The median is unaffected by extreme scores.

Mean

X/N = X
Average of scores in a distribution. Even one extreme score can
change the mean radically, possibly making it less
representative of the data. Most significant because additional
statistical manipulations can be performed on it.

Mode
Most frequently occurring score in a distribution.

Descriptive Statistics: Measures of Variability


Indicate the dispersion or spread in a data set. How much the
scores in a set of data vary from: a. each other
b. the Mean
Tell you if the scores are very different from one another or if
they cluster around the mean.

Range
The difference between the highest and lowest score in a set of
data. Extreme scores can radically affect the range of a data set.

Standard Deviation
Reflects the average distance between every score and the mean.
Tells you how different the scores are
from the mean. Tells you whether scores
are packed together or dispersed.

Variability

Standard
Deviation

Inferential Statistics
While descriptive statistics summarize a data set, we often want
to go beyond the data:
Is the world at large like my sample?
Are my descriptive statistics misleading?
Inferential statistics give probability that the sample is like the
world at large.
Allow psychologists to infer what the data mean.
Assess how likely it is that group differences or correlations
would exist in the population rather than occurring only due to
variables associated with the chosen sample.

Sample Test Questions


What proportion of the population have an IQ of
less than 130?
What proportion of the population have an IQ of
more than 115?

Sample Test Questions


What proportion of the population have an IQ of
less than 130?
Half of 95% is 47.5%.

50% + 47.5% = 97.5%

What proportion of the population have an IQ of


more than 115?
Half of 68% is 34% 50+34 = 84% have an IQ less than
115 so 100 84 = 16% have an IQ greater than 115

Sample Test Question


The following is a list of four scores from the IQ
test Philips friends took: 136, 95, 91, 90. If we
wanted to know what the IQ of Philips friends is
MOST like (i.e. we want one number to
represent all their IQs) , which would be the best
representative? Mean or Median?

Sample Test Question


The following is a list of four scores from the IQ
test Philips friends took: 136, 95, 91, 90. If we
wanted to know what the IQ of Philips friends is
MOST like, which would be the best indicator?
Mean or Median?
Mean = 103 Median = 93
Answer = median. The mean is affected by
the one extreme score of 136 and is therefore
too high.

Sample Test Question


For a language test with normally
distributed scores, the mean was 70 and
the standard deviation was 10. What
percentage of test takers scored 60 and
above?

Sample Test Question


For a language test with normally distributed
scores, the mean was 70 and the standard
deviation was 10. What percentage of test
takers scored 60 and above?
That tells us that 68% of the sample scored
between 60 and 80. 32% of the sample scored
either below 60 or above 80. Normal distributions
are symmetrical so half of 32 = 16% scored below
60 which means 100 16 = 84% scored above
60.

Skewed Distribution

An asymmetrical distribution of scores, such as a curve with a bump on the left and tail to the right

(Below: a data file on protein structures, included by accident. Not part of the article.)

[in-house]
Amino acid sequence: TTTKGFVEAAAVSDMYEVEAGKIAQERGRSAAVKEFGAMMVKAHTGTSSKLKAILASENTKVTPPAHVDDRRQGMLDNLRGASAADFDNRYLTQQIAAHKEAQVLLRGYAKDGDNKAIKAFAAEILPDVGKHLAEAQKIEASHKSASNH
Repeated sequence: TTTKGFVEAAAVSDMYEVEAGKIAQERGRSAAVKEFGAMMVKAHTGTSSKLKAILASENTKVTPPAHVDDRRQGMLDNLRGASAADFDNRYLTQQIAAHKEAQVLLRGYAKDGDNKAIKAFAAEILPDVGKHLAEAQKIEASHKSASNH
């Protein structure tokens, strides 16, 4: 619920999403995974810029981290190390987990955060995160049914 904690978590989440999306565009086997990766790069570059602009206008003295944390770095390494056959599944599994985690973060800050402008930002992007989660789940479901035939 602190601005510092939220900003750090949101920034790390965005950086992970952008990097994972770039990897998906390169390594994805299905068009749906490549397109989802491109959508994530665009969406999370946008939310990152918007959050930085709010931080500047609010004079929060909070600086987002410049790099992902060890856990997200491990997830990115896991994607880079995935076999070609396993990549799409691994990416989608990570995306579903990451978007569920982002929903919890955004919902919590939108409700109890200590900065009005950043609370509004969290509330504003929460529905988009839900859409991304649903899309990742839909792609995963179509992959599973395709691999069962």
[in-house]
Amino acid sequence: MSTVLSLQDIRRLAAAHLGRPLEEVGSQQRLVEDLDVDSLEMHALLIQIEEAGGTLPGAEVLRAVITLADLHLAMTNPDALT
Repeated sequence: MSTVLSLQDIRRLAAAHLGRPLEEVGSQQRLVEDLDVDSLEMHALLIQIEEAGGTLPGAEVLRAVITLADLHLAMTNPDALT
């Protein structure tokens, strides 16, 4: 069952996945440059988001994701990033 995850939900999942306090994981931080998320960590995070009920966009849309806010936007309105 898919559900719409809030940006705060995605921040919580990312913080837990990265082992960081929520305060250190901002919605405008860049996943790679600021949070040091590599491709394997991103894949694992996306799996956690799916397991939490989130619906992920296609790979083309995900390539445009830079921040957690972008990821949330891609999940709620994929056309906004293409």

or most scores are bunched to the left or right of the mean
The mean is the largest
The mode or median are smaller than the mean
The mean is a less useful measure; while the median is more useful

15 20 25 30 35 40 45 50

90

475

70
Mode Median

One Family

Mean

Income per family in thousands of dollars

710

Statistical Breakdown of Intelligence


Philip then wanted to find out if he and his friends
were smarter than his dad and his dads friends, so he
gave the IQ test to his dad and his friends. Compare
the two groups of scores:
Philips group: 104, 102, 95, 91, 90, 83, 72
Philips dads group: 95, 93, 92, 91, 90, 89, 87
What can we determine about the two groups?
How are they different? Similar?

Statistical Breakdown of Intelligence


Philips group: 104, 102, 95, 91, 90, 83, 72
Philips dads group: 95, 93, 92, 91, 90, 89, 87
What can we determine about the two groups? How are they
different? Similar?

For each of the groups, the mean = 91


However, the range for Philips group = 32; while the
range for dads group = 8. The standard deviation for
Philips group will be larger than the standard deviation
for dads group.
The groups did not perform the same. The scores in
Philips group are much more spread out than in the
dads group. The scores for the dads group tend to
cluster closer to the mean

Statistical Breakdown of Intelligence


The IQ test Philip used was recently re-normed. Why
are IQ tests periodically updated?
Changes in knowledge require tests to be renormed
People have gotten smarter (Flynn Effect)
The numbers of questions answered
accurately has increased over the years
Changes that affect IQ test scores of groups
(e.g. sociocultural or technological)
Changes in educational practices or
techniques (that affect knowledge)
Keep material culturally relevant
Re-norm to maintain validity and/or reliability

Reliability
A test is reliable when it yields consistent
results. To establish reliability researchers
establish different procedures:
1. Split-half Reliability: Dividing the test into
two equal halves and assessing how
consistent the scores are.
2. Test-Retest Reliability: Using the same test
on two occasions to measure consistency.

Validity

Reliability of a test does not ensure validity. Validity of a test refers


to the extent that the test measures or predicts what it is supposed
to measure or predict.

1.

2.

Content Validity: Refers to the extent a test


measures a particular behavior or trait of
interest.